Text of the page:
Every year, Nichols students are exposed to a variety of cultural events through The Fischer Institute. The Institute provides events and activities that enable students to expand their cultural horizons and examine important events and issues from a different perspective.
For example, last spring offerings ranged from a film screening and discussion about the war in Uganda, a Poetry Showcase featuring guest poets, a performance by Tibetan monks, and an outdoor acoustic guitar concert that showcased Nichols students.
This past spring, we looked at the program and discussed the ways we could benefit our students and also offer a quality program. We used to require 28 cultural credits for students to graduate. Given that high number, it meant that it was difficult to offer significant, in-depth opportunities for students. With the reduction in number of cultural credits to 16, the change should provide a rebirth of the Institute while maintaining its core values, mission, and purpose, i.e., to enhance the business curriculum by broadening student awareness of public policy and other issues.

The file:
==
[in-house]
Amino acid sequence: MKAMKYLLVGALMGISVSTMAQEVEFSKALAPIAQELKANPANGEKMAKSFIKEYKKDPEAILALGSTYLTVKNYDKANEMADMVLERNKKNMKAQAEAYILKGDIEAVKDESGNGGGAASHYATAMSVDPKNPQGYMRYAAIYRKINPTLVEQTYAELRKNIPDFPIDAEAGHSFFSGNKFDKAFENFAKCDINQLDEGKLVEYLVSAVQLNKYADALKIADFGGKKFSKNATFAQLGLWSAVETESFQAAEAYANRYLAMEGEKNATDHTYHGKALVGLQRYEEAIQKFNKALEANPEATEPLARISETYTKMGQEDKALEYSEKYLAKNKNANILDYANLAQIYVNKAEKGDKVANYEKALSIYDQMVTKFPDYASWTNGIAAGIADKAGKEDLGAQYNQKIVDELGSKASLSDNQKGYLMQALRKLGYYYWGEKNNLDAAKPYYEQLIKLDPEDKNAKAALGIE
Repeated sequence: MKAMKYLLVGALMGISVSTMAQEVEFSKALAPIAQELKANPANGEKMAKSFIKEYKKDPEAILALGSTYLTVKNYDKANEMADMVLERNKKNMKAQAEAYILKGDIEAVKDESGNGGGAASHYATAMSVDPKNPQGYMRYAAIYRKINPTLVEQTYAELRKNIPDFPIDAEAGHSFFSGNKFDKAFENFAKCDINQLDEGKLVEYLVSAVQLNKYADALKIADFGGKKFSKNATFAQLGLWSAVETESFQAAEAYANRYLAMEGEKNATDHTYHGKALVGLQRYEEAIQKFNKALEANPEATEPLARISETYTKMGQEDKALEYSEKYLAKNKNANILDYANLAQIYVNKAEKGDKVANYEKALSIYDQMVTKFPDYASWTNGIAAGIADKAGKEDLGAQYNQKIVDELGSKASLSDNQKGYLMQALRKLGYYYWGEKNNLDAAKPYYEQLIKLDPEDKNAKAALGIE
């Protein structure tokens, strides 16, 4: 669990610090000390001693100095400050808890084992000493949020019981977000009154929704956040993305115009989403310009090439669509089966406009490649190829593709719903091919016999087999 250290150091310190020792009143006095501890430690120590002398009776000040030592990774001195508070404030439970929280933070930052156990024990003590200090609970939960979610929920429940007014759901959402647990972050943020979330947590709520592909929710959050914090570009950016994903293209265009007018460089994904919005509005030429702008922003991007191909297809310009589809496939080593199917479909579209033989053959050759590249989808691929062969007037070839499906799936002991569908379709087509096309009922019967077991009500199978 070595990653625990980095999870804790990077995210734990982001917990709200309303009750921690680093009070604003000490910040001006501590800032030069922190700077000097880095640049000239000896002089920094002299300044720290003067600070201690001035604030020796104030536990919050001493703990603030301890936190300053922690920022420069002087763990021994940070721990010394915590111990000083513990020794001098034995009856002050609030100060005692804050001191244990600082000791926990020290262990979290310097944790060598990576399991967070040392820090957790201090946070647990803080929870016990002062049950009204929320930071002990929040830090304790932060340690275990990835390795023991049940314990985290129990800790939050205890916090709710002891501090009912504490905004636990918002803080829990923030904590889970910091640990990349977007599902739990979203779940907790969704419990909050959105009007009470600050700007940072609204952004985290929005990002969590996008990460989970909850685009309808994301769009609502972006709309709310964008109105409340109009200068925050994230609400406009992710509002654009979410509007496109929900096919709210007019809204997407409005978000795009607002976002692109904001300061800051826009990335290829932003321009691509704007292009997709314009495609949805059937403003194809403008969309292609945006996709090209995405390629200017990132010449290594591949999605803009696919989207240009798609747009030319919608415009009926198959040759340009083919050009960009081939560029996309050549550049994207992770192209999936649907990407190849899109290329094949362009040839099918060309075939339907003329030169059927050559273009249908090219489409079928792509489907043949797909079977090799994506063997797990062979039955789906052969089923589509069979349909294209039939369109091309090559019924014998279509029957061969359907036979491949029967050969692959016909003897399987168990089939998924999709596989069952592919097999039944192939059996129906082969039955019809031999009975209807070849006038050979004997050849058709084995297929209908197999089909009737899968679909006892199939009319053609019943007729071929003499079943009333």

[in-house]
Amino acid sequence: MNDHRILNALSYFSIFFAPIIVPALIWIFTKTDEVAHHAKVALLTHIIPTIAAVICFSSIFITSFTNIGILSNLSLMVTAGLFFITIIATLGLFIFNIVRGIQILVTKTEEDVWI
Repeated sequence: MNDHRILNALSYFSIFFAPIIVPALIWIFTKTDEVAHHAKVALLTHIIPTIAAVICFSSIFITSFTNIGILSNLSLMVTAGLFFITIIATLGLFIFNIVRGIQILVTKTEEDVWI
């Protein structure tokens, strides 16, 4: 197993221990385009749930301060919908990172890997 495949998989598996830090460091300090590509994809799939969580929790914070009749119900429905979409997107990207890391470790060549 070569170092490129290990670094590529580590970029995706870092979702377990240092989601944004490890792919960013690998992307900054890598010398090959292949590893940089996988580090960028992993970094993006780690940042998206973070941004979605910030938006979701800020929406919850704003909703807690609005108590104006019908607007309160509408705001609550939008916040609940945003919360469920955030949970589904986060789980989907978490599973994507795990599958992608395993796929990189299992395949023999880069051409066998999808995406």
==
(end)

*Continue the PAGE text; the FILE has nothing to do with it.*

Another benefit of the program is its ability to focus on current issues and link to class curriculum. The on-campus CCCI (Cross Campus Critical Issues) program and a number of classes will focus on the theme of Income Disparity and Social Mobility. Given that this is an election year, later this fall the Institute and several faculty members will be organizing activities with the goal of encouraging students to engage in the political process.
I believe it is imperative that all students attain some degree of cultural sensitivity. Fortunately, here at Nichols this can be achieved through study abroad or on-campus activities that provide insights into different cultures. The Fischer Institute’s approach to critical issues such as business practices, diversity and equal opportunity, access to education for all citizens, and key economic and social issues in geographic regions around the world benefit our students immeasurably.